Mike

__________________________________
Mike Lewis (Edinburgh, Scotland)

Visual FoxPro articles, tips and downloads

RE: Foxpro data anomaly

Well, you can stay with wifi as it works most of the time.

But verify your data instead of relying on the batch status. The batch only reports all commands ran, doesn't it? As reported from the experience of a colleague, such zero byte burst can occur, they don't put a copy/xcopy/robocopy command in an error state, nor a VFP COPY FILE. And I have to dig, but I don't see any of these shell command doing more than copy, ie none of them does verify what it copied and compares that to the original, which would mean yet another copy. Even if they did, when the error occurs reproducibly at certain blocks for whatever reason, the verification would also just report the same data.

What you can do is open the copied dbf with low-level file function FOpen/FRead/FClose and read through your copy to see if you find blocks of zero bytes longer than a record, that would alarm you to repeat the copy.

Or even simpler scan through the file and check where you have 80 character long artist entries again, or ASC(artist)=0.

Bye, Olaf.

Olaf Doschke Software Engineering
https://www.doschke.name

RE: Foxpro data anomaly

Hi dmusicant,

Welcome back - we already had this thread in 2014.

Quote:


Weekly, I back up my at-home FoxPro data to a portable hard drive and bring it to my volunteer job, where I copy the data to a laptop so I can access it just like at home. I use batch files to copy the data (from my NAS via WIFI), just copying what's changed.

1) How do you copy the data back to your NAS?
2) Did you ever consider of remote accessing your NAS (e.g. , WebDav, WebDrive ...). This would solve more than just this copying problems.
hth
MarK

RE: Foxpro data anomaly

For what it's worth, I had exactly the same issue by sending data to an external hard drive via WiFi. Some of the dbf's had data missing and one ended up with "This is not a valid table" error.

This was resolved by simply plugging in the external hard drive via a USB port.

I'm not an expert, just mentioning my issue like yours and resolution to reinforce Mike's observations about WiFi.

Thank you

Steve Williams
VFP9, SP2, Windows 10

RE: Foxpro data anomaly

(OP)
mjcmkrsr,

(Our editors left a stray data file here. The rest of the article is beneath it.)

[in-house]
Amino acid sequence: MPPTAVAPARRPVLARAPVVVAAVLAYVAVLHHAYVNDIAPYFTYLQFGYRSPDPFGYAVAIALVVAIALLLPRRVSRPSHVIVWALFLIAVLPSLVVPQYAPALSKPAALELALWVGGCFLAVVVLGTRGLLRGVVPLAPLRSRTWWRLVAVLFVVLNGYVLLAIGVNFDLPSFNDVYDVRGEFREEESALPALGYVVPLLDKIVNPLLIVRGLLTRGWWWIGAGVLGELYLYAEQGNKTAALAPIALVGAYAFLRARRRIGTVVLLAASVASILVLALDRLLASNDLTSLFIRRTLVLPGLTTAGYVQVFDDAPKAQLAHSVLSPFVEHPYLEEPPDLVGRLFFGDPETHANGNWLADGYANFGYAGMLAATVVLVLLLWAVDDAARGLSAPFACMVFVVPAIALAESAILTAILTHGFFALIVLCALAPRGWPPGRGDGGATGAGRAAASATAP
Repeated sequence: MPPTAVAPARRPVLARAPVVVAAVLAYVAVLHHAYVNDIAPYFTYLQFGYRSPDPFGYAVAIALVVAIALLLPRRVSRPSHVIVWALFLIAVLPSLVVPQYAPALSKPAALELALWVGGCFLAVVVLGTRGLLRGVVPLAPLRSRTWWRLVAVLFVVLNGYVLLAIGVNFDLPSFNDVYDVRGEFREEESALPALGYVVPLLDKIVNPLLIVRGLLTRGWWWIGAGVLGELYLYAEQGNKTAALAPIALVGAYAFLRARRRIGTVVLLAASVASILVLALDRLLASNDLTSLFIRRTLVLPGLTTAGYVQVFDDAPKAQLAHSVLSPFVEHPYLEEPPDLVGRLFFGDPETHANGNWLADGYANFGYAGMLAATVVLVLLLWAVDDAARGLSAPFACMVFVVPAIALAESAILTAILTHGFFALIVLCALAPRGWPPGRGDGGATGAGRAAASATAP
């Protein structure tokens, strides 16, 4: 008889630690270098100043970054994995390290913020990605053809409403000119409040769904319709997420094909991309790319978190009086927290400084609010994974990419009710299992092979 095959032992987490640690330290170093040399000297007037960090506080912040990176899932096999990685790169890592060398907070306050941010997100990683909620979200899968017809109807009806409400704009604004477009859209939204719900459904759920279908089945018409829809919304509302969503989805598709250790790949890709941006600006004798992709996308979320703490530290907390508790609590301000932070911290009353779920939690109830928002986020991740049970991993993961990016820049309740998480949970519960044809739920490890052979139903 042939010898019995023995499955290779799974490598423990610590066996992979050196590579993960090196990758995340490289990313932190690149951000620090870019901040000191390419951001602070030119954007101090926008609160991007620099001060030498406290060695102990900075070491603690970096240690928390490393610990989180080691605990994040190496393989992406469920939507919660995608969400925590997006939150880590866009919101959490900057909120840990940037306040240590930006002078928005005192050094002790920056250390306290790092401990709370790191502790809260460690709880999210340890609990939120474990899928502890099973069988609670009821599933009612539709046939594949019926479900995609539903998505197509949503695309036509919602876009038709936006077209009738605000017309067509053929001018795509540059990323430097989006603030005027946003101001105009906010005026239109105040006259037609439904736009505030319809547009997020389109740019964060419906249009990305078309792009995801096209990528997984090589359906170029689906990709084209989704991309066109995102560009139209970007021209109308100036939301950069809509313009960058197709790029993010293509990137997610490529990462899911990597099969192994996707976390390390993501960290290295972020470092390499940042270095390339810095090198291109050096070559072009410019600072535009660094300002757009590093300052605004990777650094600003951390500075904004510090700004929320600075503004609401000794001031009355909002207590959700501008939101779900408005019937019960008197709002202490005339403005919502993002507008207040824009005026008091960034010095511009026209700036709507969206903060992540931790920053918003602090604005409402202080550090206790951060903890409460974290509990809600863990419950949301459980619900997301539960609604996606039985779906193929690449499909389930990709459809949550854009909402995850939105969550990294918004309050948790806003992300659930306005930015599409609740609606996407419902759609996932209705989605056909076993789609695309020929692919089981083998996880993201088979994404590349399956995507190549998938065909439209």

Fact is, on only rare occasions do I copy any data back to my NAS in this scenario. If I have any changes to make, they are recorded to paper and later entered via direct table entries using my app after I get home. That's with the exception of a single table, which very occasionally I will copy back to the NAS, using a simple copy/paste (Windows commands), from the portable HD.

Now, remote accessing the NAS sounds interesting. However, I think that would necessitate a WI-FI connection. I do have one there... sometimes! Thing is, it's at UC Berkeley, and their guest wifi is horribly iffy. More often than not it just doesn't work, at least where I am situated, I don't know why. However, if I did have a reliable wifi connection, the remote access possibility is intriguing. I'm not familiar with the technologies you mention... WebDav, Webdrive...

RE: Foxpro data anomaly

(OP)
Olaf,

Scan through the file looking for LEN(ALLTRIM(ARTIST))=80, and have a look? In the command window:

LOCATE FOR LEN(ALLTRIM(ARTIST))=80
?ARTIST
CONTINUE
?ARTIST

If I see any blank returns, it would indicate a similar problem

Correct?

RE: Foxpro data anomaly

Hi dMusicant,

Quote:


Fact is, on only rare occasions do I copy any data back to my NAS in this scenario. [...] very occasionally I will copy back to the NAS, using a simple copy/paste (Windows commands), from the portable HD.

That's very risky since you don't know whether the data has been corrupted during this NAS - HD - Laptop - HD - NAS copy process and you might copy bad data back to your NAS without being aware of it

Quote:


Now, remote accessing the NAS sounds interesting. However, I think that would necessitate a WI-FI connection.

You'll need a stable internet connection (both at your home and your office) - for configuring the NAS please check its user guide.

hth
MarK

p.s. From an earlier thread I remember your NAS is a Synology - is that correct?

RE: Foxpro data anomaly

(OP)
Yes, I have a Synology DS214play NAS.

I can't remember transferring data from the portable HD back to the NAS except for one single table. That table is relatively unimportant. It's generated by a function acting on the table that's the subject of this thread. I can always regenerate it using that function. I take that table (which is essentially a report of missing media) to the station, search for missing media, alter to indicate updated info, e.g. such and such has been located. Then I take that table (altered) back home and work off it live to update the main table on the NAS. If anything seems wrong with the table, I'd very likely know. There's little risk, nothing in that table gets transferred to data on the NAS without my direct keyboard entry in edits to a browse window to the main table on the NAS.